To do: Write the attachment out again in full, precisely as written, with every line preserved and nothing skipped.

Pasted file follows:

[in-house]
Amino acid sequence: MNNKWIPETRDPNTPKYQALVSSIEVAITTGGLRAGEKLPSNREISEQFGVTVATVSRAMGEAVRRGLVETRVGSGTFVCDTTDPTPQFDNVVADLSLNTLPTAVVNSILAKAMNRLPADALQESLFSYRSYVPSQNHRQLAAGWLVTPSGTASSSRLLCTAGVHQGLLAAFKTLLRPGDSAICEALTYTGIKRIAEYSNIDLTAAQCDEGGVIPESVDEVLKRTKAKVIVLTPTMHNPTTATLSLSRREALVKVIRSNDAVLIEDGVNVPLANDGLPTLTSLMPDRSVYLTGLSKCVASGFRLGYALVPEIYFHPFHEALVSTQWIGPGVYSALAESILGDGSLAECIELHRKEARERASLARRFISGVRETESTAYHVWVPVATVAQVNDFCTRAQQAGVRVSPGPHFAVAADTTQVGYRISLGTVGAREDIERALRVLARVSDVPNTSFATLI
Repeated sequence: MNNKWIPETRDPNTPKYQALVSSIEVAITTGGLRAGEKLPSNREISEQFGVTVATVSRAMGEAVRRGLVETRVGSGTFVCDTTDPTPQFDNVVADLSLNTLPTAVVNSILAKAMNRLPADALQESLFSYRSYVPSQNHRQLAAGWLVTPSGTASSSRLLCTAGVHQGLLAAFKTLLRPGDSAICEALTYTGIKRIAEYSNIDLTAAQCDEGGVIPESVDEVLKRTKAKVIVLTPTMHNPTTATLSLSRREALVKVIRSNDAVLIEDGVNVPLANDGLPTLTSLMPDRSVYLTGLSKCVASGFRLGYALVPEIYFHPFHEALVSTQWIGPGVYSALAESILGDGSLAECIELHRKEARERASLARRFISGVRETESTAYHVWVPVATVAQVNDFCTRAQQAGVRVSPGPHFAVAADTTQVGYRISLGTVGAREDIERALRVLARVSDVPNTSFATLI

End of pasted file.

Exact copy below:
[in-house]
Amino acid sequence: MNNKWIPETRDPNTPKYQALVSSIEVAITTGGLRAGEKLPSNREISEQFGVTVATVSRAMGEAVRRGLVETRVGSGTFVCDTTDPTPQFDNVVADLSLNTLPTAVVNSILAKAMNRLPADALQESLFSYRSYVPSQNHRQLAAGWLVTPSGTASSSRLLCTAGVHQGLLAAFKTLLRPGDSAICEALTYTGIKRIAEYSNIDLTAAQCDEGGVIPESVDEVLKRTKAKVIVLTPTMHNPTTATLSLSRREALVKVIRSNDAVLIEDGVNVPLANDGLPTLTSLMPDRSVYLTGLSKCVASGFRLGYALVPEIYFHPFHEALVSTQWIGPGVYSALAESILGDGSLAECIELHRKEARERASLARRFISGVRETESTAYHVWVPVATVAQVNDFCTRAQQAGVRVSPGPHFAVAADTTQVGYRISLGTVGAREDIERALRVLARVSDVPNTSFATLI
Repeated sequence: MNNKWIPETRDPNTPKYQALVSSIEVAITTGGLRAGEKLPSNREISEQFGVTVATVSRAMGEAVRRGLVETRVGSGTFVCDTTDPTPQFDNVVADLSLNTLPTAVVNSILAKAMNRLPADALQESLFSYRSYVPSQNHRQLAAGWLVTPSGTASSSRLLCTAGVHQGLLAAFKTLLRPGDSAICEALTYTGIKRIAEYSNIDLTAAQCDEGGVIPESVDEVLKRTKAKVIVLTPTMHNPTTATLSLSRREALVKVIRSNDAVLIEDGVNVPLANDGLPTLTSLMPDRSVYLTGLSKCVASGFRLGYALVPEIYFHPFHEALVSTQWIGPGVYSALAESILGDGSLAECIELHRKEARERASLARRFISGVRETESTAYHVWVPVATVAQVNDFCTRAQQAGVRVSPGPHFAVAADTTQVGYRISLGTVGAREDIERALRVLARVSDVPNTSFATLI